Nic: "I can't believe that you take that much notice of what the press says, but you obviously must hear about it, and in England of course they're always ready to take a look at a band at a certain point in their career and say 'oh well, what are they showing us now?', and that, I believe, has been the general reaction in England, but in America, and this has actually surprised me, that the expectations here, well perhaps expectation's not the right word, but the anticipation of this record has been accompanied by an open mind, the press here seems to have really... they want to embrace this record, and I don't know if you're aware of that, but they definitely... America seems ready for this record."

Colin: "Mmmm. I think that's... I think you're right, yes."

Jonny: "The reaction in the UK has been strangely conservative in a way, complaints about, you know, lack of melody, and you know, really quite surreal, they've reviewed it like a... you know, like a Travis record or something like, er, in that they want it to sound..."

Nic: "They want a Travis record."

Jonny: "In a way, yeah, in a way, it's quite bizarre, you know."

Nic: "And there's nothing wrong with a Travis record."

Jonny: "Which would be fine..."

Colin: "Everyone wants a Travis record, five times platinum, or whatever, I think it's great. I think the press that we've had in the UK, I thought was entirely predictable, because I think a lot of what the journalists were writing about about was very much where our heads were at about eighteen months ago when we started this recording project, you know. It was like a fear of trying different things and also sort of clinging on to old things and expectations of continuing the guitar thing from The Bends and OK Computer, and once you become like recognised and better known, you also become expected to do certain things. So I found the press entirely predictable in England, the fact that people were going 'I don't under... what is this, what's going on?' because it wasn't like these journalists had spent eighteen months with us in the studio going through the process, they had like forty-eight hours to listen to the record, and if I was them I'd probably have to give the same kind of verdict as well, but what you were saying about America, that is interesting."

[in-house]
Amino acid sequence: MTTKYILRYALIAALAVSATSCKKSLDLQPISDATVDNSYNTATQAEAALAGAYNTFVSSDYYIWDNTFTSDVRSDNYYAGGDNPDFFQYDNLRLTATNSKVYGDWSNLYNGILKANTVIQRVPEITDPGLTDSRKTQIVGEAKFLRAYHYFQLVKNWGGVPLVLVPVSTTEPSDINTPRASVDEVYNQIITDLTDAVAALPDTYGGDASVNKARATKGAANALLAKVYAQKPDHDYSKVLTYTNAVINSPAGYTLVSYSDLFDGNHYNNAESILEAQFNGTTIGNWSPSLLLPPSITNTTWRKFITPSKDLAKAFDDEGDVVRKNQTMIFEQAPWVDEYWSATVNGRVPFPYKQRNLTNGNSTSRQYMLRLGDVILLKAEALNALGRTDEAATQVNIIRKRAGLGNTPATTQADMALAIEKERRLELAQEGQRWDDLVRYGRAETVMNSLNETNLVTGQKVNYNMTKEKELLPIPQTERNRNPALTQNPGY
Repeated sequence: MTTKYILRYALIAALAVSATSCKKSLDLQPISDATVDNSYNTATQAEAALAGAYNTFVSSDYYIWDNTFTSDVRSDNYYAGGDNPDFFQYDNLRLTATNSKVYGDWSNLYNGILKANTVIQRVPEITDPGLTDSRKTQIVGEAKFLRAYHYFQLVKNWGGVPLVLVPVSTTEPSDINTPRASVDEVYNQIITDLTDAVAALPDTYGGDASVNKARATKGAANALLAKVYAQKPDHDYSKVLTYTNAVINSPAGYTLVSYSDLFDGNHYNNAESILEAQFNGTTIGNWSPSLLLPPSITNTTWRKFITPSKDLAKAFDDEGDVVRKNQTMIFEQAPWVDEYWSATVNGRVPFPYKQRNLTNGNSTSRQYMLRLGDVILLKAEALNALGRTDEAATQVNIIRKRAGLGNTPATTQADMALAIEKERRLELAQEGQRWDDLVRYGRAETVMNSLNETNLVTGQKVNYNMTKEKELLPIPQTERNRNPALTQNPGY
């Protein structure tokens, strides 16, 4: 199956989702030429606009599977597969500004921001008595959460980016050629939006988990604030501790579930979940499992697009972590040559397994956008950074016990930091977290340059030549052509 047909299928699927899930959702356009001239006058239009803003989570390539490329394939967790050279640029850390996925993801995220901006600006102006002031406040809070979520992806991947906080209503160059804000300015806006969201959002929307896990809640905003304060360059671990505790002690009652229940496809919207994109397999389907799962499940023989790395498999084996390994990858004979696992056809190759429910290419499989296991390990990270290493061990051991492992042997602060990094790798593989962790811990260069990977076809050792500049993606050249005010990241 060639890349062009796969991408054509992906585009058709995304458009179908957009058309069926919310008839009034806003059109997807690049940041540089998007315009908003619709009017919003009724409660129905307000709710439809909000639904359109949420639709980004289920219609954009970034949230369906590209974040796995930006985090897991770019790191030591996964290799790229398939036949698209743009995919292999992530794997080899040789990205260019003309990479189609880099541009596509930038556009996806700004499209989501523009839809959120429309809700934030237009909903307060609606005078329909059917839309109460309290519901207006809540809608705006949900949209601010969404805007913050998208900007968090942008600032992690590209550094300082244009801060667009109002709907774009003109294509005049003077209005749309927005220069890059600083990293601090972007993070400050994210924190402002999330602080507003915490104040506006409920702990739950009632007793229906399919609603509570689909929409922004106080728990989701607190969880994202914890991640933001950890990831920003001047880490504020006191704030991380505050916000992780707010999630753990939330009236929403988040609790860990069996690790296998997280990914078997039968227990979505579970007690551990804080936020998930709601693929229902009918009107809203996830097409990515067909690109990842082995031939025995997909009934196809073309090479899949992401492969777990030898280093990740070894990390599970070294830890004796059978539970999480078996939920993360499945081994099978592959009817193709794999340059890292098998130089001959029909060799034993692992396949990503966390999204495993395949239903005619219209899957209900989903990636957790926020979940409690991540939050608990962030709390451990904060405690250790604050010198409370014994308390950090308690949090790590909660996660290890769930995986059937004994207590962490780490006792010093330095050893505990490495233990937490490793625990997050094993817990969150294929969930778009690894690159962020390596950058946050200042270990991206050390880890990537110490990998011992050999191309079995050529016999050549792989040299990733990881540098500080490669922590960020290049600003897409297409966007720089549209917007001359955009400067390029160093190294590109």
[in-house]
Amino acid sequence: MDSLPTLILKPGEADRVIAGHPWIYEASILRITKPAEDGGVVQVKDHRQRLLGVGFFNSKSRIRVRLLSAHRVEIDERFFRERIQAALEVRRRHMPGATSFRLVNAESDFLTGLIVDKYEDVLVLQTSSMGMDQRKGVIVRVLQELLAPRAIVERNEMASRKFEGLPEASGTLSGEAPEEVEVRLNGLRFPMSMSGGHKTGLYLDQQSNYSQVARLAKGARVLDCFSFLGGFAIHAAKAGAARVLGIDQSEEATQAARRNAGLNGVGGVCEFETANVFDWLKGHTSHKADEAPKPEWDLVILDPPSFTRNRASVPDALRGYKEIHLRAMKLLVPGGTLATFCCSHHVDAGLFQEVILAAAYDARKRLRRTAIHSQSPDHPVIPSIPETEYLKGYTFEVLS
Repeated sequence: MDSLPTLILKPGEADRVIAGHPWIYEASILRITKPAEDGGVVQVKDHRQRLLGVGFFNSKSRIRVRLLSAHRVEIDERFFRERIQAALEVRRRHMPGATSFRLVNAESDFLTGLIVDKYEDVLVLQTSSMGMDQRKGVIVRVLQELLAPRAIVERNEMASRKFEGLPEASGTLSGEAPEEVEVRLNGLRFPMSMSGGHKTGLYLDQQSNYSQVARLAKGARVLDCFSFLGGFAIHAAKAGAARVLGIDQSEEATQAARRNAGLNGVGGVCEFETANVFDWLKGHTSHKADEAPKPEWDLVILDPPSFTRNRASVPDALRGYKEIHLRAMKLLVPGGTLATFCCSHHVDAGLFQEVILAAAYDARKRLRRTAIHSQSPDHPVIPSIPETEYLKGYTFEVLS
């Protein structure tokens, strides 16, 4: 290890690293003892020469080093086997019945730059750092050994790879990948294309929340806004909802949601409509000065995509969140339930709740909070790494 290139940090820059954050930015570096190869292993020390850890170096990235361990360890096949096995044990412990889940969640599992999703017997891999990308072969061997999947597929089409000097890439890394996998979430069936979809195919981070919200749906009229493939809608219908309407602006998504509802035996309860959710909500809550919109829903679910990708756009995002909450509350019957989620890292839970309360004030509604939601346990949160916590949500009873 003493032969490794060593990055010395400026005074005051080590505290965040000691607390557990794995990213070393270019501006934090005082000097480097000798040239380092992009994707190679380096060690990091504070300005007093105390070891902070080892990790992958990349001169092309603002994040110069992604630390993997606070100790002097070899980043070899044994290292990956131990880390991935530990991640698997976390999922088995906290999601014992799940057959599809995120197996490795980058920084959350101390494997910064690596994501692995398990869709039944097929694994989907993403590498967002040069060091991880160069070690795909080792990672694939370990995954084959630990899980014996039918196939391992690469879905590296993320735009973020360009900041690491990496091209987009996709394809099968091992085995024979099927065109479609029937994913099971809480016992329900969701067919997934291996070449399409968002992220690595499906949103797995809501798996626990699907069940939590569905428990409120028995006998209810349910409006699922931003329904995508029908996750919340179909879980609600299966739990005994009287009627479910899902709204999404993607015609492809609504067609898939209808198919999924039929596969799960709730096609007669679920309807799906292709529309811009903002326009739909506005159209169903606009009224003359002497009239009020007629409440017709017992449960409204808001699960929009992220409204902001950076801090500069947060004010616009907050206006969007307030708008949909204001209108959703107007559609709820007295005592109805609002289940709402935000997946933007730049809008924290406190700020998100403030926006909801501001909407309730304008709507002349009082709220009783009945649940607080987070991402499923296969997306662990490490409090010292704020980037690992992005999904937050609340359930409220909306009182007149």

Nic: "Well, let me just come back on the point on the English thing. I mean do you think perhaps if they'd been really listening to what was going on in The Bends and OK Computer..."

Colin: "That they could see..."

Nic: "That they would have had a different reaction, because it seems to me, a logical progression for Radiohead to make this kind of a record, so I don't quite understand why they're surprised, and I'm wondering if that surprises you."

Colin: "But, erm, I think it's because, if you become... if you're a successful band, then you become perceived as successful, and you're perceived as having all the trappings of success, which is the... I suppose the three nights sold out in Wembley Arena, and the video with the latest video director who does the latest drinks adverts, (DJ laughs) and you know, and you've got like the tie-ins with the hottest new independent movie director, who's got, you know, whatever, but erm..."

Nic: "The whole cross-promotional angle..."